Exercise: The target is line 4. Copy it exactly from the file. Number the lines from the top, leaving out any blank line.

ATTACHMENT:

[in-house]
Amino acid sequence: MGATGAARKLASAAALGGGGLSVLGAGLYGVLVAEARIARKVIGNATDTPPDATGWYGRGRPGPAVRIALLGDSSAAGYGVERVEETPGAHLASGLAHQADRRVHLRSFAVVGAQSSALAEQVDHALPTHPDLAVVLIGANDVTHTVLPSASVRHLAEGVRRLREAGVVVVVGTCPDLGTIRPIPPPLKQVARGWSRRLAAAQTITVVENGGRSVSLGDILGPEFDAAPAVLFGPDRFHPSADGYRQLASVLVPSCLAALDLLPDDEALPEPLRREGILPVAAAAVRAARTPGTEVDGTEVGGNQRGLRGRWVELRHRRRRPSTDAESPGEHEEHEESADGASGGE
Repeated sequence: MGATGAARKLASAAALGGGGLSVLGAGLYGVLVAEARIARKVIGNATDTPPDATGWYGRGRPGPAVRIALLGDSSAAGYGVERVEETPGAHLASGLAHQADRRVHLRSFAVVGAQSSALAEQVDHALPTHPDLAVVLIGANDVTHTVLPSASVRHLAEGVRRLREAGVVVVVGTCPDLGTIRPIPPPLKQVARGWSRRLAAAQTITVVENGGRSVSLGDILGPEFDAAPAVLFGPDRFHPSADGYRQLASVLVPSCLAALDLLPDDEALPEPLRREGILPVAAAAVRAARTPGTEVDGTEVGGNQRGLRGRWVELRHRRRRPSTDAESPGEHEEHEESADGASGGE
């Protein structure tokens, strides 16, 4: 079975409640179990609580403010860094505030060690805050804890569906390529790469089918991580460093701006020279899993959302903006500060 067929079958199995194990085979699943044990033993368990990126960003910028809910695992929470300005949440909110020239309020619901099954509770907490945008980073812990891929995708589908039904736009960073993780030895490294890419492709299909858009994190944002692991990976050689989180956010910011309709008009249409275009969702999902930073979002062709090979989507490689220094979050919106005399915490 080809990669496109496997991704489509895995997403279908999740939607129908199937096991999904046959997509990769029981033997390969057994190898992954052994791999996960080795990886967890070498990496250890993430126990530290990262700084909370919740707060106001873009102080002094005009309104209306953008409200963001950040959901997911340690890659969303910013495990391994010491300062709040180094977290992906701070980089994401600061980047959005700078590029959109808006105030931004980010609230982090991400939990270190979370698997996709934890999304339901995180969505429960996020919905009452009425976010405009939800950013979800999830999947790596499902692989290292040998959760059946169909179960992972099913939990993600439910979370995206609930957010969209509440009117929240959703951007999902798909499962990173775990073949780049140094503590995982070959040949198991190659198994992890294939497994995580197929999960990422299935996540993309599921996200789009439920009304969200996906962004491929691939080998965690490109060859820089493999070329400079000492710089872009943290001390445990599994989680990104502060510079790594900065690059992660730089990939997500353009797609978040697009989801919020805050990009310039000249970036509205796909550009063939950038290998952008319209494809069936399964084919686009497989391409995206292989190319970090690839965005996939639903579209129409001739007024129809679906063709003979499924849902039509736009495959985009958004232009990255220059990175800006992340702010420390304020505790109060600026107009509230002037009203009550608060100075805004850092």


């Protein structure tokens, strides 16, 4: 079975409640179990609580403010860094505030060690805050804890569906390529790469089918991580460093701006020279899993959302903006500060 067929079958199995194990085979699943044990033993368990990126960003910028809910695992929470300005949440909110020239309020619901099954509770907490945008980073812990891929995708589908039904736009960073993780030895490294890419492709299909858009994190944002692991990976050689989180956010910011309709008009249409275009969702999902930073979002062709090979989507490689220094979050919106005399915490 080809990669496109496997991704489509895995997403279908999740939607129908199937096991999904046959997509990769029981033997390969057994190898992954052994791999996960080795990886967890070498990496250890993430126990530290990262700084909370919740707060106001873009102080002094005009309104209306953008409200963001950040959901997911340690890659969303910013495990391994010491300062709040180094977290992906701070980089994401600061980047959005700078590029959109808006105030931004980010609230982090991400939990270190979370698997996709934890999304339901995180969505429960996020919905009452009425976010405009939800950013979800999830999947790596499902692989290292040998959760059946169909179960992972099913939990993600439910979370995206609930957010969209509440009117929240959703951007999902798909499962990173775990073949780049140094503590995982070959040949198991190659198994992890294939497994995580197929999960990422299935996540993309599921996200789009439920009304969200996906962004491929691939080998965690490109060859820089493999070329400079000492710089872009943290001390445990599994989680990104502060510079790594900065690059992660730089990939997500353009797609978040697009989801919020805050990009310039000249970036509205796909550009063939950038290998952008319209494809069936399964084919686009497989391409995206292989190319970090690839965005996939639903579209129409001739007024129809679906063709003979499924849902039509736009495959985009958004232009990255220059990175800006992340702010420390304020505790109060600026107009509230002037009203009550608060100075805004850092």